The 2012 World Press Photo of the Year is a photo most people hadn’t seen before today, or didn’t remember. But it’s an extraordinarily powerful image, showing a woman holding a wounded relative in her arms. The photo was taken inside a mosque in Sanaa, Yemen, that was being used as a field hospital by demonstrators against the rule of President Ali Abdullah Saleh.
The photo, taken by Samuel Aranda from Spain, appeared in the New York Times, though Aranda is represented by Cobus Images. While many of the other winning photos depicted 2011’s major news events (the Japan earthquake and tsunami, more Arab Spring protests), some focused on compelling characters, unrelated to the year’s big news (a Senegalese model, a naked Ukrainian activist, an Afghan policeman.)
To get more insight into the photo choices, we spoke to Post Director of Photography Michel du Cille, who talked about the workings of the prestigious World Press Photo competition, why he thinks they chose this photo, and what the winning images tell us about the year 2011.
Q. Does it matter that the photo from Yemen was not widely known?
A. No, it does not. There have been many photos awarded the grand prize from World Press in the past that were not widely known. The judges are instructed to be impartial and objective. But World Press, from past awards, does like to lean heavily on some big global issues or massive event.
Q. Do you think it was chosen in part because it depicted the Arab Spring?
It could easily have been something from the bad situation in the global economy or the Japan earthquake and subsequent nuclear plant disaster. I think they leaned on the Arab Spring because it probably offered stronger visual opportunities.
Q. What do you think the photos and events they chose tell us about the year 2011?
A. It seems that the judges stayed very much on the theme news of the year. (Arab Spring — including Libya, Yemen, Egypt; Japan earthquake, etc.). Categories such as Spot News, General News, Contemporary Issues, Nature ... will inevitably offer conflict, chaos, and the intense issues facing the planet.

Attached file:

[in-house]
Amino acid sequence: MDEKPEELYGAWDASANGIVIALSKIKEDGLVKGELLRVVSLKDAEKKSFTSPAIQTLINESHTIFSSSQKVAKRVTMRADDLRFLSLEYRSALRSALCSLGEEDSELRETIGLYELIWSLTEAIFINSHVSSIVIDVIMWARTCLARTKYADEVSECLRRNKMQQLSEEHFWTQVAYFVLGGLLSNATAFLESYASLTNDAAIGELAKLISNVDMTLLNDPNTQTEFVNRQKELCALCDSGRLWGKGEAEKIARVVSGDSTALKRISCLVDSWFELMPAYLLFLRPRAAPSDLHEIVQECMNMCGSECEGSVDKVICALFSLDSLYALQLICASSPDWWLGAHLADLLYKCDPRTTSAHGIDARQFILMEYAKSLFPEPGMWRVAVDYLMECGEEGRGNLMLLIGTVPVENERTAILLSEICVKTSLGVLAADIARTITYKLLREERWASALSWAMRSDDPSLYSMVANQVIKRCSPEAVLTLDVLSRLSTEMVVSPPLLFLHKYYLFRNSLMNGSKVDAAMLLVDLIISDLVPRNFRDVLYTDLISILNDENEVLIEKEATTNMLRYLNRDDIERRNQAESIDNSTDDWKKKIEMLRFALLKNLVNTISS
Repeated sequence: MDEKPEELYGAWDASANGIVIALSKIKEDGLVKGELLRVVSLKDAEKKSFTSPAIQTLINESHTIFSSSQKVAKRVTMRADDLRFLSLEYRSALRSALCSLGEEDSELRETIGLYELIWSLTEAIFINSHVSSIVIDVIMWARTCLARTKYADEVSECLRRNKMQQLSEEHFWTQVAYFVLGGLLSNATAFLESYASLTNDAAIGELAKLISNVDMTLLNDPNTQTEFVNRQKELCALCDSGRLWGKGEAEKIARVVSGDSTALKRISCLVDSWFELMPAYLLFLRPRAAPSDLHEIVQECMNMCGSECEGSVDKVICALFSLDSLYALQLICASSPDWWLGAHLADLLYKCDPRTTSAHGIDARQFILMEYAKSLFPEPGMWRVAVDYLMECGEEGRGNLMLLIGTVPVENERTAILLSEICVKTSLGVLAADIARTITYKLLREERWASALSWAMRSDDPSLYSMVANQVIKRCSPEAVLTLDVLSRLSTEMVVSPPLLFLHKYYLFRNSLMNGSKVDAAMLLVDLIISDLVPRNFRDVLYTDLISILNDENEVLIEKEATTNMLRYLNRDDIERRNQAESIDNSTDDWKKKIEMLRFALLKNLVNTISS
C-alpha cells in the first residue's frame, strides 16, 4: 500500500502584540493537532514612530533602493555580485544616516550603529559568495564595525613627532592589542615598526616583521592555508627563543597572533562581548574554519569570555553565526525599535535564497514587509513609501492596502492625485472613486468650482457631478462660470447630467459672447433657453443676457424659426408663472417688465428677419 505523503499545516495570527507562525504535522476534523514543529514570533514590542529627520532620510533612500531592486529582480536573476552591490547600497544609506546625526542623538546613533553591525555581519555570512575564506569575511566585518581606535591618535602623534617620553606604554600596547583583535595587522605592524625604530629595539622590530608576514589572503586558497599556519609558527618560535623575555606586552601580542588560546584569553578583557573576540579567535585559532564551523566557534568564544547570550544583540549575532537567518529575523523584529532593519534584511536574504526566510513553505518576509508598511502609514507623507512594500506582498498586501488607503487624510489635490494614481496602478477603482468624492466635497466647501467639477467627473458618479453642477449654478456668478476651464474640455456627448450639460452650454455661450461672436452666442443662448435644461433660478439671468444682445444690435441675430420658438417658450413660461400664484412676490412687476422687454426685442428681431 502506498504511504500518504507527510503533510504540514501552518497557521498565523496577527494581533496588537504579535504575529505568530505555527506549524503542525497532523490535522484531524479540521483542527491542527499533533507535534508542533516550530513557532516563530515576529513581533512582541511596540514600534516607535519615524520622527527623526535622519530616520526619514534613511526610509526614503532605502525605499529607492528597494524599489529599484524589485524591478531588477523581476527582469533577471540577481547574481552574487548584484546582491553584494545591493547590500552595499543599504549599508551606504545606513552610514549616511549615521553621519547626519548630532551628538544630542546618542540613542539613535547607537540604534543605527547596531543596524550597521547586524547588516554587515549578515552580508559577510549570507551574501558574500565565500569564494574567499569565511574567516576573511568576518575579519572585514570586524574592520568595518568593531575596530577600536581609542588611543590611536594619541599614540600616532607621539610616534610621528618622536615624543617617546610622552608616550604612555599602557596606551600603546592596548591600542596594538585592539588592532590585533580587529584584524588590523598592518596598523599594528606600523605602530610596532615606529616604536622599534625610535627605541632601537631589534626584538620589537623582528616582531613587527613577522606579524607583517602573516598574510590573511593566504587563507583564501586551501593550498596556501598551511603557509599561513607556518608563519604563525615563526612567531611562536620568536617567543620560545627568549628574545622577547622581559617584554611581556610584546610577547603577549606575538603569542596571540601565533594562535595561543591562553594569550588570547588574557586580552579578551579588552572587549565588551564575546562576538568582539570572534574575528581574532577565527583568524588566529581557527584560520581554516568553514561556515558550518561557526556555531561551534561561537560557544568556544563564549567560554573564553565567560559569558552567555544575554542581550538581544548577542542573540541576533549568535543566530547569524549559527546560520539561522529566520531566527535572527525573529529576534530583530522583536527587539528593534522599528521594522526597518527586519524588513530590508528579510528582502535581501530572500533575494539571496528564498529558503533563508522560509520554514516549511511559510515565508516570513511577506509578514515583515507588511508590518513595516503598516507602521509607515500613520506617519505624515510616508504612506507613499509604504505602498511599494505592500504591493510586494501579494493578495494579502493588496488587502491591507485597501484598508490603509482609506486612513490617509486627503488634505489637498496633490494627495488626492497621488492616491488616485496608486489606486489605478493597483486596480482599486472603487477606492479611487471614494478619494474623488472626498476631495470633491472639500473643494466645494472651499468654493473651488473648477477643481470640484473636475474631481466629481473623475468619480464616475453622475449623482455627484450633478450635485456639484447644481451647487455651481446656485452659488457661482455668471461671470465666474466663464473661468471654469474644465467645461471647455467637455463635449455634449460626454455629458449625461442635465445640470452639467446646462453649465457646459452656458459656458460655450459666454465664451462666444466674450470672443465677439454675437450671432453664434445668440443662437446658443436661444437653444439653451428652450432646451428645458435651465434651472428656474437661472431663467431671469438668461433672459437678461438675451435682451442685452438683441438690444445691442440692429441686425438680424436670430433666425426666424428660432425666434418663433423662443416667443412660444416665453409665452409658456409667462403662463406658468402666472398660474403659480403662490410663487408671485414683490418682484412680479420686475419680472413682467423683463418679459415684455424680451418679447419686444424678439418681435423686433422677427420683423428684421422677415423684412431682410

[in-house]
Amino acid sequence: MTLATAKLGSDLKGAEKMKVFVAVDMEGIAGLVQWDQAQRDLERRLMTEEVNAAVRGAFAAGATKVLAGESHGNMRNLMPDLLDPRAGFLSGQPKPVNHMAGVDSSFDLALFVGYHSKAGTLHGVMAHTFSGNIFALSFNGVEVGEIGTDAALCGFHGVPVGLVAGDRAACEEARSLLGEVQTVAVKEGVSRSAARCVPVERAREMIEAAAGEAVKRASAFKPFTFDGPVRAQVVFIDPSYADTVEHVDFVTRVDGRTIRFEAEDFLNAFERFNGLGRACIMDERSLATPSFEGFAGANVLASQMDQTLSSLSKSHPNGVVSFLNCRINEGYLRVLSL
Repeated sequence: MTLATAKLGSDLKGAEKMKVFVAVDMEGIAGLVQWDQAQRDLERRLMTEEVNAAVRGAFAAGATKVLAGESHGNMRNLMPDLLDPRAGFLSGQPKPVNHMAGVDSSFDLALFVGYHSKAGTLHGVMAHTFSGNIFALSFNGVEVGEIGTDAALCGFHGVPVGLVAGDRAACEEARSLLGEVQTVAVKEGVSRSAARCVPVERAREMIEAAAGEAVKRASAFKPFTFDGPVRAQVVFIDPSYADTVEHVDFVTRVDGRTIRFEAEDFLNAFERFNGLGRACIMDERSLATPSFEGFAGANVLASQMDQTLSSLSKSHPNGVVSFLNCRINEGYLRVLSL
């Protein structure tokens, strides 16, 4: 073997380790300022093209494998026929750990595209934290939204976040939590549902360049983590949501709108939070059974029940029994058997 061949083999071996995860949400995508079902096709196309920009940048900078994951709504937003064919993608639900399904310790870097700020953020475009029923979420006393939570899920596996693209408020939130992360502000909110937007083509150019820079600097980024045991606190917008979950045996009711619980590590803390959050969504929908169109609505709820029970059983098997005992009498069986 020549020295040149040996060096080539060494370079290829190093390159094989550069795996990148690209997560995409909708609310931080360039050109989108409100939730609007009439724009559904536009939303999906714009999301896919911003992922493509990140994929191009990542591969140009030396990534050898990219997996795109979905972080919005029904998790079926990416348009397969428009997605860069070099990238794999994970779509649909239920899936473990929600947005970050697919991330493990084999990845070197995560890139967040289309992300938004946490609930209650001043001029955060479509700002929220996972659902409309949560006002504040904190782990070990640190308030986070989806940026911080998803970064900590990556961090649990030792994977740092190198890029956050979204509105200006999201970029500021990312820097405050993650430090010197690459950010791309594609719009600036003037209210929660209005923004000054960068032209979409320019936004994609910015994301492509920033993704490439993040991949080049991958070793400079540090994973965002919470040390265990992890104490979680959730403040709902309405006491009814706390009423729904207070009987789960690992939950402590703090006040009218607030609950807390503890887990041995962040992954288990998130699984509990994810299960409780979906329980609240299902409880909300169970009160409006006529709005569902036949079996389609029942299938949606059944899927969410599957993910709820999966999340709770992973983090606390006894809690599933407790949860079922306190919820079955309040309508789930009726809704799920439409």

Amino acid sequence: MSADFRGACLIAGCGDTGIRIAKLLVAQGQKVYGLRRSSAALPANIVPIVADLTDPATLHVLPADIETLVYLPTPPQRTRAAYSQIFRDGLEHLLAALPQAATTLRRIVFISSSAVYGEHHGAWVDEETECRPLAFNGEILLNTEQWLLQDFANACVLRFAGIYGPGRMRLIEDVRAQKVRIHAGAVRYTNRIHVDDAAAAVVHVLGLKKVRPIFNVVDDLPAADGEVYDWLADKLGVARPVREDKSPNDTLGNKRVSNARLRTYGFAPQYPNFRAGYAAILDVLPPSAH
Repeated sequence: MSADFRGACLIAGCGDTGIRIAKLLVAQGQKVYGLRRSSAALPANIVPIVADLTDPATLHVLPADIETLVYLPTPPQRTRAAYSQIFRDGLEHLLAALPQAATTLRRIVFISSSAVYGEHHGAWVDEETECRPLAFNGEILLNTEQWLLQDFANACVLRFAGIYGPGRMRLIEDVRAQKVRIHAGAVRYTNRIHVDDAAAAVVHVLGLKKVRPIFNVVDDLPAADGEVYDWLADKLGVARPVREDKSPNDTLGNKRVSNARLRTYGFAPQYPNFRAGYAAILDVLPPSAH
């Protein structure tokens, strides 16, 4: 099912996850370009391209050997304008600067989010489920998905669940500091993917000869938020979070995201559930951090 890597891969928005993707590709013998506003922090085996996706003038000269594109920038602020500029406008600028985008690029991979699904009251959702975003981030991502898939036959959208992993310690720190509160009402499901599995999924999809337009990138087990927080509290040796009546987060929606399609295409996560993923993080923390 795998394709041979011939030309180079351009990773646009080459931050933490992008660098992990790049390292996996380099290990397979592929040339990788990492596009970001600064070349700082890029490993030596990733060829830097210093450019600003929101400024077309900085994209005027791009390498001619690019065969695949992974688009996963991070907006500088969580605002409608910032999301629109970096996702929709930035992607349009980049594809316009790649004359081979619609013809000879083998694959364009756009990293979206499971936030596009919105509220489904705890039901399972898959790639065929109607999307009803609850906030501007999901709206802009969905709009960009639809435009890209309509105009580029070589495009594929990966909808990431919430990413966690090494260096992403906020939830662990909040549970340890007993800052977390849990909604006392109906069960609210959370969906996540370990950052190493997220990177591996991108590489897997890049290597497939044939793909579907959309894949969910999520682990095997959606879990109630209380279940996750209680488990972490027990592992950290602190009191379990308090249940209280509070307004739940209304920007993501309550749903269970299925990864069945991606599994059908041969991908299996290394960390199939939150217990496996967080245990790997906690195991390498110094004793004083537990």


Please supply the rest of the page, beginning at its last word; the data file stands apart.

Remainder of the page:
[But there were also] surprise stories that revealed some unique subjects such as the first prize in the Daily Life category:
Marcos, 89, and Monica, 87, have been married and living in their apartment in Buenos Aires, Argentina, for 65 years. In 2007, Monica was diagnosed with Alzheimer's disease. Since that moment, her husband devoted all his time to take care of her.
Or the third prize in Arts and Entertainment:
A ritual performed by Apashka, or Apa, the local Shaman in Ungurtas, Kazakhstan.
[In this photo,] villagers hold a just-slaughtered sheep with the blood dripping over a huddle of half-naked people. This is perhaps a never-seen-before ritual. The photo is no great shakes as a photograph, but the event takes it higher.
Q. Which photo would you have chosen as photo of the year?
A. Oh, I can't say. Choosing is like making a bet on which Republican candidate will be the nominee.
(Du Cille is also off tomorrow to judge another international contest called Pictures of the Year International, where many of the same images will be judged.)